Wednesday, December 14, 2005

"It's Gonna Take Awhile"

"It's Gonna Take Awhile"

In today's speech, as always, President Bush will not commit to any benchmark or timetable in Iraq.
Bad news.
Bush has either misled us or he has screwed up royally on Iraq - maybe both - and I don't trust him to carry on without a crystal clear and decisive plan. I know am not alone. (59% agree). I view him as having one eye on the calendar for the American political season - and the other on getting out of the mess he created with some kind of honor.
I want a leader with both eyes on one America. We want someone we know we can trust. Trust is a major problem for Bush.

A lack of a focus on an endgame - the absence of a clear identification of the remaining political, economic, and military benchmarks that must be met and a reasonable schedule to achieve them could mean a dangerous and unexpected end to a disastrous Utopian attempt to change the Middle East.

Bush saying he will mimic Truman's "persistence" to see Japan become a democracy gives me the shivers when I think about Japan's "path to freedom."

The Nagasaki-Hiroshima story reminds us that government deceit (even by good men) is hardly a recent invention. None of the officials involved in this tale had evil intentions. What can be said of them is that some became so taken by the power the atomic bomb seemed to give them to do good (as they defined it), that they seem to have become carried away...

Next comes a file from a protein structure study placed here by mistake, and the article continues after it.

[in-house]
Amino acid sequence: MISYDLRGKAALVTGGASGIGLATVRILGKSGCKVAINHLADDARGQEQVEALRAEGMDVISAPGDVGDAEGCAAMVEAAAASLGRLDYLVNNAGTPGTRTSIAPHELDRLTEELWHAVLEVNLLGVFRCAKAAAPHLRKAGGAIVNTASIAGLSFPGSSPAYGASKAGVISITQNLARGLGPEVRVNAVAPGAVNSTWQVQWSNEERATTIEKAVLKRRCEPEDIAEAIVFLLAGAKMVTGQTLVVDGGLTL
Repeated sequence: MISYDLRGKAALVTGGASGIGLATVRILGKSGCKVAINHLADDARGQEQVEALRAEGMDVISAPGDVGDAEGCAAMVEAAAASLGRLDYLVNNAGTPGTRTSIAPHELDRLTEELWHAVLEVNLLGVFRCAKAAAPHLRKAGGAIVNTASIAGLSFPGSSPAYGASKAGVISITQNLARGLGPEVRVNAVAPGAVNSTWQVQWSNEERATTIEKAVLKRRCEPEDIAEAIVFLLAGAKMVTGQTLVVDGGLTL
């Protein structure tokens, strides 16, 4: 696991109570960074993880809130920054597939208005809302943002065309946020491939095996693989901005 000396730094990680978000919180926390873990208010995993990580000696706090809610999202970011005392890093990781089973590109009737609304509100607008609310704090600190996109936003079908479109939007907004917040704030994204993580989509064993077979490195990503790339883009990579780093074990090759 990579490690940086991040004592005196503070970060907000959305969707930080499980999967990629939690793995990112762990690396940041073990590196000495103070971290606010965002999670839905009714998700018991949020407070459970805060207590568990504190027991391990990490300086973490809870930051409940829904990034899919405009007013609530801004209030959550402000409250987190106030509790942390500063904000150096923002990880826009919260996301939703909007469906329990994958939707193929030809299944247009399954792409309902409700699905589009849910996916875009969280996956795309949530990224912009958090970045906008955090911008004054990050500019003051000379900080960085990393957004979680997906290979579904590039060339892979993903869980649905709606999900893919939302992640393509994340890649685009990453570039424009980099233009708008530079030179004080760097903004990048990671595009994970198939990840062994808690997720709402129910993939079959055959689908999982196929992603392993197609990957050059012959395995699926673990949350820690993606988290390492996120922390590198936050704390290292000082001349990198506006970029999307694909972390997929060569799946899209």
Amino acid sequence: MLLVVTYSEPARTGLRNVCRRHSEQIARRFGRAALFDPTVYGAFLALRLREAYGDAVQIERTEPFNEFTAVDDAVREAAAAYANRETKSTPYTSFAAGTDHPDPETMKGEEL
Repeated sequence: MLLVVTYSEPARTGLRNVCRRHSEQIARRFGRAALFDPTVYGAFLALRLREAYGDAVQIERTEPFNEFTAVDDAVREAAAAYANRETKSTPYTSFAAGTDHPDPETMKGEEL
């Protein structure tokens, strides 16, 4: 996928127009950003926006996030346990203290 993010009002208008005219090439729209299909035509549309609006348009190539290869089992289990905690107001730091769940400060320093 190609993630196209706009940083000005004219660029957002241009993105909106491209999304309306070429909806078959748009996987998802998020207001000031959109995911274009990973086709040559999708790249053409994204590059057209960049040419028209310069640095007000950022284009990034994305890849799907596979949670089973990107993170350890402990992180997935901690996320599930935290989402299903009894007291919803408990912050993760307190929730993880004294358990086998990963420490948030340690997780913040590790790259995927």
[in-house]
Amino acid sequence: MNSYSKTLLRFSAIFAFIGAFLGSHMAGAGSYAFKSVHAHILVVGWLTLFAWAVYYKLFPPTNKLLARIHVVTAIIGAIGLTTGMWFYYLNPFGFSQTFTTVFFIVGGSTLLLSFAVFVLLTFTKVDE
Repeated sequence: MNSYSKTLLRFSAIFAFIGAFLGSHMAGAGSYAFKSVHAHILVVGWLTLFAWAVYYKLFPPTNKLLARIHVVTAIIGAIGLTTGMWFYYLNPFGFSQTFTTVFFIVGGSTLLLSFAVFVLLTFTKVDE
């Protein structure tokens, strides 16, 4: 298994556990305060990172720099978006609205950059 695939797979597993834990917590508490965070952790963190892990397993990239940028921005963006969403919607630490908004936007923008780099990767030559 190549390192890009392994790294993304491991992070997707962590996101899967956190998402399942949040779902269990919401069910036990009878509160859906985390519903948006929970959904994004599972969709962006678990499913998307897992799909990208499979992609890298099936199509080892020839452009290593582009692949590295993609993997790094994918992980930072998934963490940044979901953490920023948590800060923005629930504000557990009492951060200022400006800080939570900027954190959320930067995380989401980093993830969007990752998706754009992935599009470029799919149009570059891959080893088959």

The manipulation of the public by elites, the seductive belief that overwhelming force confers unlimited power to determine good and evil, and the fragile nature of the limits we seem willing to accept on our own prerogatives are all ongoing issues--as, finally, is the terrible question of what it means for a democracy to delegate to one person such extraordinary discretionary power in an era when the next Hiroshima could be the globe.

- Excerpted from: The Decision to Use the Atomic Bomb
by Gar Alperovitz

Louisiana - Public Sentiment After Katrina

Louisiana - Public Sentiment After Katrina

A new study reveals Louisianians' post-hurricane attitudes.
LSU's Reilly Center for Media and Public Affairs shows that Louisiana residents are most concerned about the displacement of the state's residents, closely followed by their concern for rebuilding New Orleans. [LSU]
Document here (pdf)

Public confidence in religious organizations and nonprofits is highest, while confidence in federal government is lowest.